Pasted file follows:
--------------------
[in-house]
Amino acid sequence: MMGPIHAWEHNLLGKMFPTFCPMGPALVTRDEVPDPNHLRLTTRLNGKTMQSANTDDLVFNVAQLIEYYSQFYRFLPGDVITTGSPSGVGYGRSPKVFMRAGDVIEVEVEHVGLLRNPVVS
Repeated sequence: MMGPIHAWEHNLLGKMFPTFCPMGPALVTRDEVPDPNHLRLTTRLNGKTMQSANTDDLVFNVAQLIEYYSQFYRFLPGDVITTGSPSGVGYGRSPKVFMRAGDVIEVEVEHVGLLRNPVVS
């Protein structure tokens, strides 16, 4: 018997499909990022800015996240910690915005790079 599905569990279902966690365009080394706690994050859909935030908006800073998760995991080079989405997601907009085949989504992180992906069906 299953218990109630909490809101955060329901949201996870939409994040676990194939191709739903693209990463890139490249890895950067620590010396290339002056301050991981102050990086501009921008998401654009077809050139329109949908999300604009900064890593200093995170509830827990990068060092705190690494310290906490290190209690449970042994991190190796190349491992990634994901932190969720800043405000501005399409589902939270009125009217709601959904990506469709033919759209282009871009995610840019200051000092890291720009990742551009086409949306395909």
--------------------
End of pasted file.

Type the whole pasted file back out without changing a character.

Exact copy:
[in-house]
Amino acid sequence: MMGPIHAWEHNLLGKMFPTFCPMGPALVTRDEVPDPNHLRLTTRLNGKTMQSANTDDLVFNVAQLIEYYSQFYRFLPGDVITTGSPSGVGYGRSPKVFMRAGDVIEVEVEHVGLLRNPVVS
Repeated sequence: MMGPIHAWEHNLLGKMFPTFCPMGPALVTRDEVPDPNHLRLTTRLNGKTMQSANTDDLVFNVAQLIEYYSQFYRFLPGDVITTGSPSGVGYGRSPKVFMRAGDVIEVEVEHVGLLRNPVVS
């Protein structure tokens, strides 16, 4: 018997499909990022800015996240910690915005790079 599905569990279902966690365009080394706690994050859909935030908006800073998760995991080079989405997601907009085949989504992180992906069906 299953218990109630909490809101955060329901949201996870939409994040676990194939191709739903693209990463890139490249890895950067620590010396290339002056301050991981102050990086501009921008998401654009077809050139329109949908999300604009900064890593200093995170509830827990990068060092705190690494310290906490290190209690449970042994991190190796190349491992990634994901932190969720800043405000501005399409589902939270009125009217709601959904990506469709033919759209282009871009995610840019200051000092890291720009990742551009086409949306395909």